District judge calls for a ‘lock down facility’ to treat addicts
A judge has said there needs to be a ‘lock down facility’ in the north for the ‘treatment of seriously addicted people’.
District Judge Barney McElholm made the comment as a man accused of drugs offences appeared in court for allegedly breaching his bail by consuming drugs.
Derry Magistrate’s Court heard that the man, who cannot be named due to an anonymity order, was allegedly observed by police sniffing white powder off a table after they attended his home.
He was taken to hospital following his arrest and on his return to custody became ‘unresponsive’ it was claimed as a result of the substance he had consumed.
The court was told the defendant was arrested for breach of curfew. Following a search of his home, police also allegedly found diazepam, pregabalin and a tablet device.
As part of his bail conditions, the defendant was also banned from possessing or consuming non-prescribed drugs and from possessing a mobile phone. The man is currently on bail for drugs and driving offences allegedly committed between March and September, last year.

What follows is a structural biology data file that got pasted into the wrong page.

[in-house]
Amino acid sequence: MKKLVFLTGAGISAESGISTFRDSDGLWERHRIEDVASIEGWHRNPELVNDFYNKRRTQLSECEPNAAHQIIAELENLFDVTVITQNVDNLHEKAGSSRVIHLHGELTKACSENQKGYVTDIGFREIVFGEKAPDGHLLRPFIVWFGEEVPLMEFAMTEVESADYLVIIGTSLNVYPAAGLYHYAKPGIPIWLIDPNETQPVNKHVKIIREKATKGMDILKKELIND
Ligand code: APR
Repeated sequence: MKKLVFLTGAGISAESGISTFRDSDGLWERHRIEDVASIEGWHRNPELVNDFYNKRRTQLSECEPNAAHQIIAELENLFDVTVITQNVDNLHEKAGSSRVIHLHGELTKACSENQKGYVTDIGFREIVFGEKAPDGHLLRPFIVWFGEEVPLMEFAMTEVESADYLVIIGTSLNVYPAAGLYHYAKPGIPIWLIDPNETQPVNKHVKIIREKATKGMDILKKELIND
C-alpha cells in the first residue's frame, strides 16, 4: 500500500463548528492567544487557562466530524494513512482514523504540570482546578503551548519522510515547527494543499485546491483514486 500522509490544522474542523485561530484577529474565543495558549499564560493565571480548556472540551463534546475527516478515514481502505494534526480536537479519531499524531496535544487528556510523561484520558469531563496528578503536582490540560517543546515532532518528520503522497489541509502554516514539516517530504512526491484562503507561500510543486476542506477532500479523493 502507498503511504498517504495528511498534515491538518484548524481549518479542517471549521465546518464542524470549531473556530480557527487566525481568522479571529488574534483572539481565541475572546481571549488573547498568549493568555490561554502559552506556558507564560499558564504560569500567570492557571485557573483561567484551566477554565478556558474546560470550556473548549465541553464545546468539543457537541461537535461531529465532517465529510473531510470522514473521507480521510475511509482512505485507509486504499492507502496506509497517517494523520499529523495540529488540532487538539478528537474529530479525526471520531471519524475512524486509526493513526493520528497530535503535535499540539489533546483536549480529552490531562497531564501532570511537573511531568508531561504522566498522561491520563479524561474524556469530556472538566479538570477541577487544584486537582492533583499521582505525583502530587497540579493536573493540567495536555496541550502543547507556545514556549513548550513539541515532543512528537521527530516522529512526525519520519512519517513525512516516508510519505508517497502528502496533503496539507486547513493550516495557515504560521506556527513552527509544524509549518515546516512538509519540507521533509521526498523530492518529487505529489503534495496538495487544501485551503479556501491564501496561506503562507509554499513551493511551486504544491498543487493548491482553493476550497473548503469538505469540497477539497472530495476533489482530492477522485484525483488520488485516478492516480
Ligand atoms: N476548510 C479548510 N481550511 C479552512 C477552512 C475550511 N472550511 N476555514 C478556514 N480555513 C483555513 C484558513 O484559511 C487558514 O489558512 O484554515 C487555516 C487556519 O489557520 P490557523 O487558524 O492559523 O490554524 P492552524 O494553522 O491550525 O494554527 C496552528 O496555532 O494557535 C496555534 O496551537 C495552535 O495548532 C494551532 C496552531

An investigating officer said the defendant was still unfit to be interviewed in relation to the drugs found in his property some 19 hours after his arrest and there are no new charges arising as yet.
Opposing bail, the officer said the defendant has breached the conditions on a number of occasions in the past and has a history of committing new offences whilst on bail.
He also claimed that the man is ‘clearly addicted to drugs’ and there is a risk he will commit further offences.
Defence counsel Stephen Chapman said his client had an appointment arranged with HURT, adding that when people have addictions there are going to be incidents of relapse.
Judge McElholm said he ‘appreciates there are resource issues and there are many, many other priorities for the health service but there really needs to be some joined up thinking between the Department of Justice, the criminal justice system as a whole, the Department of Health and maybe even the Department of Communities.
“It needs to be an inter-governmental priority to create a lock down facility where people can be treated.”
“I am aware of allegations that drugs are rife in prison. I don’t know if that is true but there needs to be somewhere to give these people a fighting chance to get off drugs.”
The judge said he had been ‘banging on about this’ for the last ten to 15 years, but ‘anyone with the power to do anything about it aren’t listening. They don’t see it as a priority and the situation is just getting worse and worse all the time’.
He refused to release the defendant on bail and remanded him in custody until a later date.